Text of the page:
I had completed my degree at Makerere University the previous year, and also closed the chapter of my relationship with John.

John was your typical party animal and a loyal lover of liquor.  He would spend his salary within a week on the easy life, or on friends who never reciprocated his generosity. I gave him my tuition a few times when he was too broke to manage. He paid it all back before I could get booted out of the exam room.

And that was the other side of John. He kept his word and offered help without expecting anything in return. He smiled. He laughed. Always.  Even when he slept in the bar sometimes, I never feared he would let his zipper loose.

I never heard him say, l love you, but he showed it so openly, so frequently my friends wished they could walk in my love shoes.

As time went on, I started imagining a future with John. His affection and good looks made the butterflies in my stomach flap their wings, but his poor spending habits made me foresee a future of financial malnutrition. I didn’t want to shoulder the financial burden of our would-be family alone.

I left.

He cried.


The tick-tock tick-tock of a clock woke me up with a start one day.

It wasn’t my usual alarm clock by the bedside table, buzzing for the nth time so I could get up and go for work. It was my biological clock.

The villagers in Palenga had started fueling the rumour mill about which man I was seeing, scanning my belly for any sign of child, or my face for any changes. The bold ones threw the questions in my face: When are you bringing muko home? Others hid their comments behind proverbs: Our daughter, water doesn’t flow backwards ba…   

I can’t say I was coerced into Dickens’ arms. Maybe a little. But after a year of breaking up with John, I felt I was ready for a relationship. The thought of a family and children was still distant in my mind, but a relationship was a good start.   


As a teenager, I avoided boys like plague. Walking by a group of boys was my most dreaded moment. I would count my steps and pray all the time not to trip. While my girlfriends were getting high on hormones, giggling and wiggling at the sight of the opposite sex, I went the opposite direction.

One had to be really loud or outstanding for me to notice them. Dickens was not. It was until eight years after moving from Gulu Town to Palenga that I noticed he was our neighbor, but even then, I didn’t think he was my lover-in-waiting.

Our first date was at Frontiers, a quiet hangout place on the Kampala-Gulu highway. Under one of the umbrella trees that dot the gardens, we sipped on cool bottles of Coke and Fanta while telling each other about our family history. 

The conversation didn’t last long though. We spent the better part of the afternoon looking at vehicles swishing by, and then we retreated to our phones. We pressed this button and that, reread random messages and counted the number of people in our Contacts list.

As time inched towards 5pm, we rose up to leave. But hardly had we left the gardens than rain started pouring. We ran back to the nearby fuel station to take shelter and watched as the rain poured and tried in vain to shut out the rays of the sun.

Then his hands found mine. Currents flew from his to mine, and from mine to his.

“The leopard is giving birth,” he said, commenting on the sun-rain battle.

A few years later, that statement would take a different meaning.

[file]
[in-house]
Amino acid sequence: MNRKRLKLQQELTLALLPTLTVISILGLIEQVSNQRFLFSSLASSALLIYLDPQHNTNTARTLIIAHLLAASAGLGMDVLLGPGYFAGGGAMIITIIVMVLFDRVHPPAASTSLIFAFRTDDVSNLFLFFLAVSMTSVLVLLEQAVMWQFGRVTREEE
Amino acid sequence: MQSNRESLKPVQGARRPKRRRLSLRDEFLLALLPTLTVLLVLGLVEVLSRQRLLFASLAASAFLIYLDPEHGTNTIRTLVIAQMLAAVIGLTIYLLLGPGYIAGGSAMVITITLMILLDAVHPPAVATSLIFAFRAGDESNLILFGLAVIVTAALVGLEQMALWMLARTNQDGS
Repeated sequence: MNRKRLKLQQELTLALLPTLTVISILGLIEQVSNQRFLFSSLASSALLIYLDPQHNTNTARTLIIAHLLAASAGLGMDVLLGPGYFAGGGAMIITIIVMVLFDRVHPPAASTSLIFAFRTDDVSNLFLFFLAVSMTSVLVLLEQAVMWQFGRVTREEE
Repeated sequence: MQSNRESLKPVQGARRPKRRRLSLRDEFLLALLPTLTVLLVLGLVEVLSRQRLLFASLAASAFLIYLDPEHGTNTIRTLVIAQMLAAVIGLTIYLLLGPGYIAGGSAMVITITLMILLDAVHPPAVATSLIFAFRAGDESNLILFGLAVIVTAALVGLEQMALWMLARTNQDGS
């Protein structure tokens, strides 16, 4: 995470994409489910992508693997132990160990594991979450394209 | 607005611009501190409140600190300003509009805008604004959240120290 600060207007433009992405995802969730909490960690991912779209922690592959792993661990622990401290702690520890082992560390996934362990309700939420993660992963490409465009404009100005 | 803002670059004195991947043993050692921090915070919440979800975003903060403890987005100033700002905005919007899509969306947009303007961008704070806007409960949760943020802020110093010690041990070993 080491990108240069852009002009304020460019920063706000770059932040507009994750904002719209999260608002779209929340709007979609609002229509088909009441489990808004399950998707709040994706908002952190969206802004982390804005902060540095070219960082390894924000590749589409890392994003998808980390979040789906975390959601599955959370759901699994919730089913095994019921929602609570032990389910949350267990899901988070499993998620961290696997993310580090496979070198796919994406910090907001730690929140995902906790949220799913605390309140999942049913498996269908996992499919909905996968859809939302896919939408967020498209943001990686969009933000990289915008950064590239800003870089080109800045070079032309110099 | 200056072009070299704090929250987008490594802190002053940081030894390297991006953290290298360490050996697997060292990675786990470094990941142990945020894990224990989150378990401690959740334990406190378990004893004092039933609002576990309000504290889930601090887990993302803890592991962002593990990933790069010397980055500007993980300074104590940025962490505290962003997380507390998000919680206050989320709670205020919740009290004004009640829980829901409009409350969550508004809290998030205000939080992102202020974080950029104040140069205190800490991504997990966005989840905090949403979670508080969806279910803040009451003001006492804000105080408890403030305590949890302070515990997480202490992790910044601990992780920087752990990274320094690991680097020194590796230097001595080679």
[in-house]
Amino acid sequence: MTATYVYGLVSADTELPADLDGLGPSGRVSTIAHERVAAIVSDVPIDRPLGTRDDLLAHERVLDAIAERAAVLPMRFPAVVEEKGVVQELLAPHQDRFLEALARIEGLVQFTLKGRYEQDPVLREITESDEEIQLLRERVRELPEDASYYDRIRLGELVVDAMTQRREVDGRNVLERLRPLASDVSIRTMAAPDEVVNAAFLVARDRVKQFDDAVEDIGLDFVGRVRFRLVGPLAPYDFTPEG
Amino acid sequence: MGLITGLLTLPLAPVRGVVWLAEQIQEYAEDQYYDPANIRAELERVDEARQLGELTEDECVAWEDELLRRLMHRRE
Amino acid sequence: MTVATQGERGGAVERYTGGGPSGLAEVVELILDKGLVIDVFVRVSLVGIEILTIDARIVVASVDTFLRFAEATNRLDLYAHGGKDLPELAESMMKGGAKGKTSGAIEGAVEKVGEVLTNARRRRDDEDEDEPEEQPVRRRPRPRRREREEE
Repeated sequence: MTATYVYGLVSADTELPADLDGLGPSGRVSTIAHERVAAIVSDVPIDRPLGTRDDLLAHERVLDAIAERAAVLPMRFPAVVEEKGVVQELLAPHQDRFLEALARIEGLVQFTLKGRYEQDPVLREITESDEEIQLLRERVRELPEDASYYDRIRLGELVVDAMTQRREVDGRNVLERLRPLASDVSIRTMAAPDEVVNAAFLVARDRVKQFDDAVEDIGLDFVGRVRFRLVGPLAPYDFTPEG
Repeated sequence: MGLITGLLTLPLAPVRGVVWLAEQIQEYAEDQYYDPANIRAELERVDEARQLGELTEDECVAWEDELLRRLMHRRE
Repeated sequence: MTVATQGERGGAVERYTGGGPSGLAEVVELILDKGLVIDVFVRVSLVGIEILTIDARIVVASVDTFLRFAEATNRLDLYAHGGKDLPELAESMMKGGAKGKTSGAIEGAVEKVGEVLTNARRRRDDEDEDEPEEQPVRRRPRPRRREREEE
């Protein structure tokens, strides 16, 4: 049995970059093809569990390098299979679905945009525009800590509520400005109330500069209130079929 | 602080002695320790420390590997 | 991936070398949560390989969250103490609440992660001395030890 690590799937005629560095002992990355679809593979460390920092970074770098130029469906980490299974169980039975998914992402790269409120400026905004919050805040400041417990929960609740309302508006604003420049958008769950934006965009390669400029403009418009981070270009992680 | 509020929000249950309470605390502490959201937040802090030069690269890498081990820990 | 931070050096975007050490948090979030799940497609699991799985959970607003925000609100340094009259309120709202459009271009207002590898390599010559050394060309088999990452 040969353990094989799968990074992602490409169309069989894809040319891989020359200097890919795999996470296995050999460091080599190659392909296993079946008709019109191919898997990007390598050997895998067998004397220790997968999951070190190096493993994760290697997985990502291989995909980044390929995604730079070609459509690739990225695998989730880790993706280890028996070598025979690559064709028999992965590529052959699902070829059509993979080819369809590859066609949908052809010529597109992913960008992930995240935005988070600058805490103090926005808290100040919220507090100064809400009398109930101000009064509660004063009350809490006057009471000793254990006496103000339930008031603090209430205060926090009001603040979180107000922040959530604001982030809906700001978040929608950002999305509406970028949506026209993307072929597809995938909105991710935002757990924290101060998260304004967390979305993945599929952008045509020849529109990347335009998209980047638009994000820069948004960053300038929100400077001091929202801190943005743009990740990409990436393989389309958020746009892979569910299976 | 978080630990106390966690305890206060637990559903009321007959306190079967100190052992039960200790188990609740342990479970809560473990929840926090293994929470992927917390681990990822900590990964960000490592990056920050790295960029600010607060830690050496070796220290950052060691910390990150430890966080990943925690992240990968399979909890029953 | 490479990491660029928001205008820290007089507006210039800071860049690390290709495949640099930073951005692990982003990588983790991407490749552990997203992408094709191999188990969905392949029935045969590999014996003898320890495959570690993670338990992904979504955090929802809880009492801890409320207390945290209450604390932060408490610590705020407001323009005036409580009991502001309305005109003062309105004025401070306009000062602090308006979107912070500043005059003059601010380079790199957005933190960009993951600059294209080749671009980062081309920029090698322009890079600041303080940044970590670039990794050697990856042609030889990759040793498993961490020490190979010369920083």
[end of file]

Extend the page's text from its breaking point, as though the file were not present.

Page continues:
Six months after our first date, I got a one-month internship placement in The Netherlands.  I was thrilled. I don’t remember if Dickens was as excited as I was. But he told me to buy for him a phone. I didn’t take it seriously. First, my per diem was not fat enough to afford a swanky phone that he wanted. Secondly, the tone he used was commanding and I found myself wondering if that was really the sound new-found love.

I called him a few times I was abroad, and each time I regretted why I did. His words became fewer, and his tone reeked of disinterest and even ego. I did not give it much thought.

A month later, I was happy to be back home to a normal meal of dek ngor and kwon kal millet bread. See, dek ngor is fine and gentle on the palate.  When laced with moo yaa shea butter, you can almost touch its tastiness. Dek ngo is nothing compared to the raw flowers, leaves, shrimps, and other strange dishes I endured while outside countries.

I was happier to be back home to my love.  That evening, we went for an evening out at The Resort, a cool tranquil place by Layibi Swamp.

“Your skin is smoother. Were you drinking lizard soup?” was his only comment for the evening.  

Thereafter, we retreated to our Nokia 1100 to play snake. Cheew! Cheew! cheew! kling! Cheew! Cheew! kling!

Then hand in hand, we started the stroll home.

“So where is the phone I asked you to buy for me?” he blurted, once we had reached his house.

Phones are expensive in The Netherlands. We can buy one from Gulu town, I explained.

“I don’t want the fake phones sold in Uganda. Besides, I had already told my brothers that you were bringing for me a phone from abroad.”

That marked the end of our mostly-non-verbal conversation that evening, but also earned me days of silent treatment. 


The Acholi say sex can mend shaky relationships – especially those that are a result of minor disagreements.

So the next time Dickens and I met, we had sex. I don’t recall anything earth-shattering about the experience. I only remember that it resulted into something I was not ready for.

I needed to go back to school. I needed to “study” Dickens more to know what kind of man I was dealing with. Plus, both of us were not financially stable to start a family and we had not really discussed anything about marriage or our future as a couple.

But here I was, pregnant after one sexual encounter. Dickens was thrilled.

A month later, I started experiencing spotting. We went to the hospital where Dickens worked as an administrator. The doctor said I must have attempted to terminate the pregnancy. He bought the explanation. The quarrels and interrogations started.

I miscarried.

The quarrels and interrogated persisted.

I tried in vain to explain that I didn’t abort the pregnancy.

When I got a job offer in Lira District, it was good riddance to the relationship, and an opportunity for me to enroll at university. 


(Part II of the series comes out on 27th June 2017)